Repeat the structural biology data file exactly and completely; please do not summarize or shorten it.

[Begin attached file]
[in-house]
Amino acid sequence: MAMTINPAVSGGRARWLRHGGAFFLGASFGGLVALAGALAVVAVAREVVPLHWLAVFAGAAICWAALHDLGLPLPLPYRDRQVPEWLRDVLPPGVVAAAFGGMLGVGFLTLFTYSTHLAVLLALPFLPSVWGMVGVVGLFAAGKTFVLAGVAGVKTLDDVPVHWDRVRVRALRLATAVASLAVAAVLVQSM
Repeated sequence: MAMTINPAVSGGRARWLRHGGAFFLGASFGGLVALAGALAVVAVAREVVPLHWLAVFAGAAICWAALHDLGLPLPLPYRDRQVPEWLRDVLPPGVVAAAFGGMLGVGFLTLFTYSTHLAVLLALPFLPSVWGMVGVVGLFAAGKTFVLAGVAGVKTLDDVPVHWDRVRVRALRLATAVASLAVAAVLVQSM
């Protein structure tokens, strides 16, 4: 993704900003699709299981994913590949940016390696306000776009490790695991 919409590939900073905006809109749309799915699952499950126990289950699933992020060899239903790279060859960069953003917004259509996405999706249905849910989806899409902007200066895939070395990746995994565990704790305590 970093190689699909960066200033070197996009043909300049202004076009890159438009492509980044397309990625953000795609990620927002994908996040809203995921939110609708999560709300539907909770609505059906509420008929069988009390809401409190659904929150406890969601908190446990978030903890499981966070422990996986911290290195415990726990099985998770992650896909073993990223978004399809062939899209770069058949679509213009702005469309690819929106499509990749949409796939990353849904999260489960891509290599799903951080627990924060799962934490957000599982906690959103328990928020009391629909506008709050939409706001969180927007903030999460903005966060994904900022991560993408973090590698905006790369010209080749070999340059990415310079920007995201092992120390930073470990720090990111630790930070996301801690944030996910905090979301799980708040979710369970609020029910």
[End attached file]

[in-house]
Amino acid sequence: MAMTINPAVSGGRARWLRHGGAFFLGASFGGLVALAGALAVVAVAREVVPLHWLAVFAGAAICWAALHDLGLPLPLPYRDRQVPEWLRDVLPPGVVAAAFGGMLGVGFLTLFTYSTHLAVLLALPFLPSVWGMVGVVGLFAAGKTFVLAGVAGVKTLDDVPVHWDRVRVRALRLATAVASLAVAAVLVQSM
Repeated sequence: MAMTINPAVSGGRARWLRHGGAFFLGASFGGLVALAGALAVVAVAREVVPLHWLAVFAGAAICWAALHDLGLPLPLPYRDRQVPEWLRDVLPPGVVAAAFGGMLGVGFLTLFTYSTHLAVLLALPFLPSVWGMVGVVGLFAAGKTFVLAGVAGVKTLDDVPVHWDRVRVRALRLATAVASLAVAAVLVQSM
């Protein structure tokens, strides 16, 4: 993704900003699709299981994913590949940016390696306000776009490790695991 919409590939900073905006809109749309799915699952499950126990289950699933992020060899239903790279060859960069953003917004259509996405999706249905849910989806899409902007200066895939070395990746995994565990704790305590 970093190689699909960066200033070197996009043909300049202004076009890159438009492509980044397309990625953000795609990620927002994908996040809203995921939110609708999560709300539907909770609505059906509420008929069988009390809401409190659904929150406890969601908190446990978030903890499981966070422990996986911290290195415990726990099985998770992650896909073993990223978004399809062939899209770069058949679509213009702005469309690819929106499509990749949409796939990353849904999260489960891509290599799903951080627990924060799962934490957000599982906690959103328990928020009391629909506008709050939409706001969180927007903030999460903005966060994904900022991560993408973090590698905006790369010209080749070999340059990415310079920007995201092992120390930073470990720090990111630790930070996301801690944030996910905090979301799980708040979710369970609020029910």